The piece reminded me of one of the sections in my book which covered the  traditions and trends around lobster boat naming in Downeast Maine.  I have always loved gazing at a harbor full of fishing vessels and studying the names.  The Vanessa Jane. Money Pit. Freedom. Each name tells a story.  A wife or daughter.  A financial commitment.  Liberation from corporate America.

When I was in the research phase of writing my book, I was able to obtain some wonderful data* from the Department of Marine Resources, including the names of all licensed lobster fishing boats in Maine.  I learned that roughly 60 percent of Downeast lobster boats have a female name.  Further research, via surveys, showed that most often a lobsterman names his boat after his wife.

Beyond female names, I noticed several other interesting lobster boat naming themes. Many names reference the significant financial undertaking of owning a fishing vessel.  Under Pressure, All In and In the Red are reminders that today's lobster boats cost more than the average home in Maine.  Debt Ication, Second Mortgage and A Loan Again hearken to the important yet precarious relationship most fishermen have with the bank.

Other names touch on the self-reliant spirit of Downeasters. Born Free, Independence and Who's the Boss are nods to the rugged individualists who inhabit the easternmost point of America. And then there are the nautical puns - from the Nauti Gal to Chasin' Tail.

Predictable pun or no, every lobster boat name tells a story about its owner.  And even though the majority of Maine fishing vessels have female names, I still feel incredibly special to have a lobster boat named after me.  It has been about 30 years now that Christina Marie has been painted across the bow and stern of my father's boat and it never gets old - to me at least.  As Down East digital editor Laura Serino touched on in her video, it makes you feel lucky to know that you hold such a special place in a fisherman's heart.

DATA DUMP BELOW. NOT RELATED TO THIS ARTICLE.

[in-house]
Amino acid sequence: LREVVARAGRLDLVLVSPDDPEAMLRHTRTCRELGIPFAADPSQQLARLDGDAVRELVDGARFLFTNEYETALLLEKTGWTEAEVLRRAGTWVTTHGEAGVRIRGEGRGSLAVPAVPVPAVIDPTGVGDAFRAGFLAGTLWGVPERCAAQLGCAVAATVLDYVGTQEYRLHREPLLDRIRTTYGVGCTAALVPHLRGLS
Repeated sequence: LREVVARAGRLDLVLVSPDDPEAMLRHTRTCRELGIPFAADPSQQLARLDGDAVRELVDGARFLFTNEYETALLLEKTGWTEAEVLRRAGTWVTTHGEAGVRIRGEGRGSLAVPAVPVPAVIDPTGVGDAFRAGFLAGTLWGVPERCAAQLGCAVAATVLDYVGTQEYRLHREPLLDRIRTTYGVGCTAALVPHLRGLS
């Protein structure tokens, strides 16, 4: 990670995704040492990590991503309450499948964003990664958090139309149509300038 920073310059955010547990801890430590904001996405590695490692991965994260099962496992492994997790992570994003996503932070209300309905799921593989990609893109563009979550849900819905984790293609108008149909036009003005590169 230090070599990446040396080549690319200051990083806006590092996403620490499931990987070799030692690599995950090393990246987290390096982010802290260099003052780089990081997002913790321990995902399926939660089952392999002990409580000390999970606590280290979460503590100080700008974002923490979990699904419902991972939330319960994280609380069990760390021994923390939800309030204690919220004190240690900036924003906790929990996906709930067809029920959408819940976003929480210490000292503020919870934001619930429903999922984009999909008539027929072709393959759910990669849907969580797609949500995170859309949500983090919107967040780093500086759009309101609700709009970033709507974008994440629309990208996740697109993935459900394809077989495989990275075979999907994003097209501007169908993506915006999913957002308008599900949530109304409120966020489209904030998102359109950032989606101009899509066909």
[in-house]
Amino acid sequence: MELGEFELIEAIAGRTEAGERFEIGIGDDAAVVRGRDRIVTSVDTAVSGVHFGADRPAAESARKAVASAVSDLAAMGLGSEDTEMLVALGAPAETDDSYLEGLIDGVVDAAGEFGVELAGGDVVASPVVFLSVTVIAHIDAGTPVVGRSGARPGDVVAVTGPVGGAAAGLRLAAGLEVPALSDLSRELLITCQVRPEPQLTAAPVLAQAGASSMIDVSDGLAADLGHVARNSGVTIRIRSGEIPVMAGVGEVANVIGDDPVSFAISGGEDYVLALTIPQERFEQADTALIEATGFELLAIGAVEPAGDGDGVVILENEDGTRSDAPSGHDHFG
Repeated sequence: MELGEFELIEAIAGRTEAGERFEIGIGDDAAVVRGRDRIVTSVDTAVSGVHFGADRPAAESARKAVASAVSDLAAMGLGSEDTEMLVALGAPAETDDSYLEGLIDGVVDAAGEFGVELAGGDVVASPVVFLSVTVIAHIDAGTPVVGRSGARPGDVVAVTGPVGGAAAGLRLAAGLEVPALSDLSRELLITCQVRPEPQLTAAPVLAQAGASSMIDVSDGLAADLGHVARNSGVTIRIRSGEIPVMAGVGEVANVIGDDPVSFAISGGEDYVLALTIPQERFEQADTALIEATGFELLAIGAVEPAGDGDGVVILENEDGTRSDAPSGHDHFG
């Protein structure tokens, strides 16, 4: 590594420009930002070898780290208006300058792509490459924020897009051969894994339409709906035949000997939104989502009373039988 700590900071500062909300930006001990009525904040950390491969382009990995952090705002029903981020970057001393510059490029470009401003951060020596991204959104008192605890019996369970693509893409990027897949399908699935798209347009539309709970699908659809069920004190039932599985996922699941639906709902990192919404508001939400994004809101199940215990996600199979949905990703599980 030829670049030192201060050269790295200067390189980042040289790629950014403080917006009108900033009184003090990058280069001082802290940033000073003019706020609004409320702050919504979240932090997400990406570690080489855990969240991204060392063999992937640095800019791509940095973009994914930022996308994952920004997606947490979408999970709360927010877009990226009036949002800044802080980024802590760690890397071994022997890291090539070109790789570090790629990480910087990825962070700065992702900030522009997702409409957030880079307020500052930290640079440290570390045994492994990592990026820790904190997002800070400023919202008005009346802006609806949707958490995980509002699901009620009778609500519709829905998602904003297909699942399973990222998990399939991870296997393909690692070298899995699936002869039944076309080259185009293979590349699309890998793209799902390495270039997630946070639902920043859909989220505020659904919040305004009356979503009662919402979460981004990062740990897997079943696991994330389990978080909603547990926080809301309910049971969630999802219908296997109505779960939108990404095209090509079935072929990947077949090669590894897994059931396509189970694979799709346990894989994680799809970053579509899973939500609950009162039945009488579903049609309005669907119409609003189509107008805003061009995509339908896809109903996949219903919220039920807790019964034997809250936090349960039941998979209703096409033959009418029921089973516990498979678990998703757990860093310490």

Please share with me any fun or funny lobster boat names of which you know.  I would love to hear them and see pictures of them.  It might even inspire me to write another post on the subject.

*Note: My DMR Data was from 2011.

Saturday, 30 August 2014

Lobster for Labor Day - Five Fantastic Recipes

Labor Day is upon us.  What better way to celebrate these fleeting days of summer than with some lobster.  Sunny Maine days are made for clam bakes on the beach, seafood BBQs and lobster boils.  Here are five easy recipes for your lobster leftovers that go beyond a basic lobster roll.  Enjoy!

1. The Lobster Club - The juxtaposition of the salty, crispy bacon against the sweet lobster meat and the savory cheese is heavenly. As an added bonus, lobster is leaner than the traditional turkey or chicken club sandwich fillings.

Lobster Club Sandwich

2. Lobster Grilled Cheese Sandwich - Fire up your George Foreman Grill for this magnificent merger of humble grilled cheese and luxurious Maine lobster.

Lobster Grilled Cheese Sandwich

3. Lobster Fettuccine Alfredo - Some pasta and Alfredo sauce are all you need to transform a handful of left over lobster meat into a satisfying dinner.  Toss in some jumbo shrimp for an extra injection of texture and protein.

lobster shrimp fettuccine alfredo


4. Lobster Pasta with Mascarpone and Peas - The creamy, smooth texture and subtle flavor of the mascarpone cheese in this dish enhances the sweet, succulent taste of lobster. Fresh garden peas enhance the essence of summer.

Lobster Pasta Recipe

5. Lobster Newburg - This recipe, handed down from my grandmother to my mother and then to me, is as simple as it is delicious. No cognac or sherry. No eggs or cream. Just a basic white sauce, enhanced with some nutmeg and Cayenne pepper, ladled over toasted saltine crackers.
Enjoy! 

And if you have any lobster recipes that you are happy for me to share on this blog, please email me at christinalemieux(at symbol) gmail.com